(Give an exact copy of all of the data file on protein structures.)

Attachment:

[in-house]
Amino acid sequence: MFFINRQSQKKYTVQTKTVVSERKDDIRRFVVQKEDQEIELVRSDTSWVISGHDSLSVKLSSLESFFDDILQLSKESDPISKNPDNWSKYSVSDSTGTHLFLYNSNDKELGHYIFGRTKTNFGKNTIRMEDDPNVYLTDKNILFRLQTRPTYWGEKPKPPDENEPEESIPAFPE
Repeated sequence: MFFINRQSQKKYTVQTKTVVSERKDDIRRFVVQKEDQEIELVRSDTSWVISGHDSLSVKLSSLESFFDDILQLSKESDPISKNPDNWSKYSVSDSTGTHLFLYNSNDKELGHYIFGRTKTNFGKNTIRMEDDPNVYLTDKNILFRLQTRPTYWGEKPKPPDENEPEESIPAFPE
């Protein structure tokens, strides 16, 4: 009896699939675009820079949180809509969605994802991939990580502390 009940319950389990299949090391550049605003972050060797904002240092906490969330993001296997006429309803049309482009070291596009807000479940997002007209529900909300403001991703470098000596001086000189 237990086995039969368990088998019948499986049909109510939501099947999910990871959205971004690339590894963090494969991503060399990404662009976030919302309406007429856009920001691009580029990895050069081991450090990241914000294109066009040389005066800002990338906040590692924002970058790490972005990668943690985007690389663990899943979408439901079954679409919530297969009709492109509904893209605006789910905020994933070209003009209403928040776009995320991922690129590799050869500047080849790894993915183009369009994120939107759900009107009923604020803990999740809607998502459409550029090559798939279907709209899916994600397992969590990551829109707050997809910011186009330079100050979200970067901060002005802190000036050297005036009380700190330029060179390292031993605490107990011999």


[in-house]
Amino acid sequence: MFFINRQSQKKYTVQTKTVVSERKDDIRRFVVQKEDQEIELVRSDTSWVISGHDSLSVKLSSLESFFDDILQLSKESDPISKNPDNWSKYSVSDSTGTHLFLYNSNDKELGHYIFGRTKTNFGKNTIRMEDDPNVYLTDKNILFRLQTRPTYWGEKPKPPDENEPEESIPAFPE
Repeated sequence: MFFINRQSQKKYTVQTKTVVSERKDDIRRFVVQKEDQEIELVRSDTSWVISGHDSLSVKLSSLESFFDDILQLSKESDPISKNPDNWSKYSVSDSTGTHLFLYNSNDKELGHYIFGRTKTNFGKNTIRMEDDPNVYLTDKNILFRLQTRPTYWGEKPKPPDENEPEESIPAFPE
């Protein structure tokens, strides 16, 4: 009896699939675009820079949180809509969605994802991939990580502390 009940319950389990299949090391550049605003972050060797904002240092906490969330993001296997006429309803049309482009070291596009807000479940997002007209529900909300403001991703470098000596001086000189 237990086995039969368990088998019948499986049909109510939501099947999910990871959205971004690339590894963090494969991503060399990404662009976030919302309406007429856009920001691009580029990895050069081991450090990241914000294109066009040389005066800002990338906040590692924002970058790490972005990668943690985007690389663990899943979408439901079954679409919530297969009709492109509904893209605006789910905020994933070209003009209403928040776009995320991922690129590799050869500047080849790894993915183009369009994120939107759900009107009923604020803990999740809607998502459409550029090559798939279907709209899916994600397992969590990551829109707050997809910011186009330079100050979200970067901060002005802190000036050297005036009380700190330029060179390292031993605490107990011999």